15 The perceived impact of government policy on Access courses and Higher Education The recession/ lack of employment There is work, absolutely. Very difficult to find. (Coll C March) I thought it’d be easier for me because I’ve held down jobs …no big gaps in employment. I mean since about sixteen I’ve been working so…(Coll C March) university fees About a year ago I was like, ‘Oh I’m not going to university. Why pay that much for an education?’ But … I didn’t want to be on the dole because there are less jobs, especially in comparison to other cities. Most of the jobs is menial (Coll C June) I know it’s nine grand a year which is a fortune, but I mean you don’t have to pay it back till you’re earning £21k or more. So there have been a lot of people say doing social work or something, might not ever pay it back over thirty years. They’re never going to pay it back. So they’ve [government] only helped us in a bad way. I don’t think they meant to, but it’s kind of just half of us aren’t going to pay it back. (Coll C June) Aug 2012 Opening Doors Project, University of Leicested 15

16 Tentative Conclusions Access course students have sophisticated understandings of the impact of economic and policy contexts on their work The importance for success of supportive relationships with competent teachers The importance of a sense of community amongst students, especially through sharing work A gritty determination to do whatever is necessary to pass their Access courses to get to University. Access course students are people who have struggled to achieve academic success but have transformed themselves and their views of themselves as learners. So why is so little help and support being given by central government to these enterprising learners? Aug 2012 Opening Doors Project, University of Leicested 16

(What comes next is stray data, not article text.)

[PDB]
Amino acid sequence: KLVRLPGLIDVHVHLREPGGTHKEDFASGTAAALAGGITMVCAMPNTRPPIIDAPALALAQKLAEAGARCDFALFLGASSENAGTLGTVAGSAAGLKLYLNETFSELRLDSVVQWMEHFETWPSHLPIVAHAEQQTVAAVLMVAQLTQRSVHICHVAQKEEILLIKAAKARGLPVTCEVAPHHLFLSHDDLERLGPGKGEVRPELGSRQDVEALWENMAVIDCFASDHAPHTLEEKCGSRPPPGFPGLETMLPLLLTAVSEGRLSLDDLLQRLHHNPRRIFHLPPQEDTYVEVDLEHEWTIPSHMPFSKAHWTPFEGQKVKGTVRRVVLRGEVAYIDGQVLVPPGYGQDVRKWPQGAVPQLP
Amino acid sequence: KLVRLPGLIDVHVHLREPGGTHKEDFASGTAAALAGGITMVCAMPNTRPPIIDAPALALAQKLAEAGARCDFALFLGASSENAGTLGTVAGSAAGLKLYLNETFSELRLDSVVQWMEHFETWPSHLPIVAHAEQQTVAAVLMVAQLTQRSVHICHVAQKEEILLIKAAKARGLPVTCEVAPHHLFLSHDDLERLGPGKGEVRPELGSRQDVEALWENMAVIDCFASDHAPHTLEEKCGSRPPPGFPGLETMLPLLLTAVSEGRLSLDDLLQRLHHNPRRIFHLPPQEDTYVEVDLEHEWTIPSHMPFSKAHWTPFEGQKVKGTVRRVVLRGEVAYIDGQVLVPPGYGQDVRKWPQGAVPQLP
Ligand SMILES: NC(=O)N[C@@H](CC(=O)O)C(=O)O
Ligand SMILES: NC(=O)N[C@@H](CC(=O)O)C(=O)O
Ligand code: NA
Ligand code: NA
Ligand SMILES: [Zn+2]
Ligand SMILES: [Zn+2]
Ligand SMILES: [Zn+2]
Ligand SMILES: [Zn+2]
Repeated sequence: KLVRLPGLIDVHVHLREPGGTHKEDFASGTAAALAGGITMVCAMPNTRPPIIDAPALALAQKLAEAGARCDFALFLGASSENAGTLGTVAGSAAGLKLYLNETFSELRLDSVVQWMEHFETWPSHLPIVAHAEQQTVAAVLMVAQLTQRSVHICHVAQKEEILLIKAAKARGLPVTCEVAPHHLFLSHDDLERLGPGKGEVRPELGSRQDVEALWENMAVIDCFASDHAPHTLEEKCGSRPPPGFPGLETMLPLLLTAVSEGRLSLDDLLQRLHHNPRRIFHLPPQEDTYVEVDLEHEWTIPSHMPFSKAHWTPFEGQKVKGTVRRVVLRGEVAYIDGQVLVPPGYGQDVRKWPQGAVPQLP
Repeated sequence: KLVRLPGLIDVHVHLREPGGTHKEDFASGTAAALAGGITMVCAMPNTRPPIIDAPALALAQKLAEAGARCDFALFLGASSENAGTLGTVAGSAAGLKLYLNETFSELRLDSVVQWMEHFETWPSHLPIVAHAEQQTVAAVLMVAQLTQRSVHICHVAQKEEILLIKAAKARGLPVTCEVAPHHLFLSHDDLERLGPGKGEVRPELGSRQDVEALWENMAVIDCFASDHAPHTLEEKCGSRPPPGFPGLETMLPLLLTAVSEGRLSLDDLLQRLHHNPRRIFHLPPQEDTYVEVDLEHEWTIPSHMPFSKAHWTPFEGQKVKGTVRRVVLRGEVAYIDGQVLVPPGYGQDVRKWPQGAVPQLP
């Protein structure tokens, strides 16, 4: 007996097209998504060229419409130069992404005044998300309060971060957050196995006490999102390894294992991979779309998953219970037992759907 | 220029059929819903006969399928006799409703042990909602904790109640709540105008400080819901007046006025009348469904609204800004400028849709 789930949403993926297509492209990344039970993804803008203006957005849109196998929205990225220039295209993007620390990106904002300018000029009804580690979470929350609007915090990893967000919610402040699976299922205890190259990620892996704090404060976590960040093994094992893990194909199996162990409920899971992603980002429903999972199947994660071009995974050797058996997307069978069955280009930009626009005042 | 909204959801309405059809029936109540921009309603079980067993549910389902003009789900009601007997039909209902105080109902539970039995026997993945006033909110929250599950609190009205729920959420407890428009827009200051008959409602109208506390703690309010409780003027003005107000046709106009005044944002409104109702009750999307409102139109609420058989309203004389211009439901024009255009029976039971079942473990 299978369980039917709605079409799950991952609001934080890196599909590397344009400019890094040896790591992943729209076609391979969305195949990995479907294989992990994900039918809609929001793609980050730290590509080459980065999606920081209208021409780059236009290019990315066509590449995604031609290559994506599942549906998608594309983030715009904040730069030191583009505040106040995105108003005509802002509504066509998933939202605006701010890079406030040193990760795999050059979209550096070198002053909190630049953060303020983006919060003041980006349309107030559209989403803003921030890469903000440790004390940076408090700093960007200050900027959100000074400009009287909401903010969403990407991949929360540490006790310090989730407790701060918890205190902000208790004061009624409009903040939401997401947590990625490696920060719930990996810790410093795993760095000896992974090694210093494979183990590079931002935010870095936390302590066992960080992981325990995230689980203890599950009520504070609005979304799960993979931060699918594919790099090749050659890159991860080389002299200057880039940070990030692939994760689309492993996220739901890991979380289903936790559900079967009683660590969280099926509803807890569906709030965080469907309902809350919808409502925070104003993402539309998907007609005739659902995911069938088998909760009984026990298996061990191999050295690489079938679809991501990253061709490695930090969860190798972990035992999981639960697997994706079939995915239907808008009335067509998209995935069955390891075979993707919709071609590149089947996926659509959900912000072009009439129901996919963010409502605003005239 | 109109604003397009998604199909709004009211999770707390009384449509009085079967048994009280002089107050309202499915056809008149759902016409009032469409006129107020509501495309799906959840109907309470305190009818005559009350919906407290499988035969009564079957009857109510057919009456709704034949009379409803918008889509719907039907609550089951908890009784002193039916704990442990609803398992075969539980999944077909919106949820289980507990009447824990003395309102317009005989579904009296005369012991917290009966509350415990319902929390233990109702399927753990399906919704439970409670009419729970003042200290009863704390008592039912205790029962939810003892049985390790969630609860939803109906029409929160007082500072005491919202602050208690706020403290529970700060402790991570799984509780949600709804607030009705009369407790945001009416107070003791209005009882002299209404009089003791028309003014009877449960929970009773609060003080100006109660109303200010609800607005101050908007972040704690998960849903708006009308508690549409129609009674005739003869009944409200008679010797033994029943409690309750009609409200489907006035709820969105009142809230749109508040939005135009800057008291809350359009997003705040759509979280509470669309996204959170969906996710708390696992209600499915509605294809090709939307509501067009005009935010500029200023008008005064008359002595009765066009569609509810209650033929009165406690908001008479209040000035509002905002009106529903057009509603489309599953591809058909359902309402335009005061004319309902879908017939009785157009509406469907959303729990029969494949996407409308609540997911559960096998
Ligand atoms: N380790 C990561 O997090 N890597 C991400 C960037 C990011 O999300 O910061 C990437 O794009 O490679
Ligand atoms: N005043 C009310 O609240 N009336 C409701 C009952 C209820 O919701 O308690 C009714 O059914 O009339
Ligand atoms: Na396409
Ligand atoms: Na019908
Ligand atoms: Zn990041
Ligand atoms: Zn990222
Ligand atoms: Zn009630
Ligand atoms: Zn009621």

17 Opening Doors Project Contacts Nalita James, Centre for Labour Market Studies, University of Leicester, UK, E: nrj7@le.ac.uknrj7@le.ac.uk Hugh Busher, School of Education, University of Leicester, UK, E: hugh.busher@le.ac.ukhugh.busher@le.ac.uk Aug 2012 Opening Doors Project, University of Leicested 17